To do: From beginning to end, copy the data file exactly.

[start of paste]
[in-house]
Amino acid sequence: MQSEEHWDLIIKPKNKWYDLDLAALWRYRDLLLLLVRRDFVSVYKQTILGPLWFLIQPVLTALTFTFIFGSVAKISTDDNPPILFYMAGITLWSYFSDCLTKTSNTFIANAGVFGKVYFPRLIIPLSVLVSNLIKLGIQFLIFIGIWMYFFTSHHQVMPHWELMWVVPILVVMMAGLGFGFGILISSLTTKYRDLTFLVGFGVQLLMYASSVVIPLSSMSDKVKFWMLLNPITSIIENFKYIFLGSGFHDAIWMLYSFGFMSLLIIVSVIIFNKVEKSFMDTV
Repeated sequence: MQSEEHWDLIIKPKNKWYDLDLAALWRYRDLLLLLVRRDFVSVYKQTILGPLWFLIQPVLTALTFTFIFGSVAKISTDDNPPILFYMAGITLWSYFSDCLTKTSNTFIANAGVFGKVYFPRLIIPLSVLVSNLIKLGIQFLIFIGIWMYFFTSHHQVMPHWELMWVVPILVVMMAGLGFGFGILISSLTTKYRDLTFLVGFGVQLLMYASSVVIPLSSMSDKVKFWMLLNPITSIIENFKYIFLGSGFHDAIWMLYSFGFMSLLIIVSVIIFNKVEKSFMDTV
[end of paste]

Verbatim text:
[in-house]
Amino acid sequence: MQSEEHWDLIIKPKNKWYDLDLAALWRYRDLLLLLVRRDFVSVYKQTILGPLWFLIQPVLTALTFTFIFGSVAKISTDDNPPILFYMAGITLWSYFSDCLTKTSNTFIANAGVFGKVYFPRLIIPLSVLVSNLIKLGIQFLIFIGIWMYFFTSHHQVMPHWELMWVVPILVVMMAGLGFGFGILISSLTTKYRDLTFLVGFGVQLLMYASSVVIPLSSMSDKVKFWMLLNPITSIIENFKYIFLGSGFHDAIWMLYSFGFMSLLIIVSVIIFNKVEKSFMDTV
Repeated sequence: MQSEEHWDLIIKPKNKWYDLDLAALWRYRDLLLLLVRRDFVSVYKQTILGPLWFLIQPVLTALTFTFIFGSVAKISTDDNPPILFYMAGITLWSYFSDCLTKTSNTFIANAGVFGKVYFPRLIIPLSVLVSNLIKLGIQFLIFIGIWMYFFTSHHQVMPHWELMWVVPILVVMMAGLGFGFGILISSLTTKYRDLTFLVGFGVQLLMYASSVVIPLSSMSDKVKFWMLLNPITSIIENFKYIFLGSGFHDAIWMLYSFGFMSLLIIVSVIIFNKVEKSFMDTV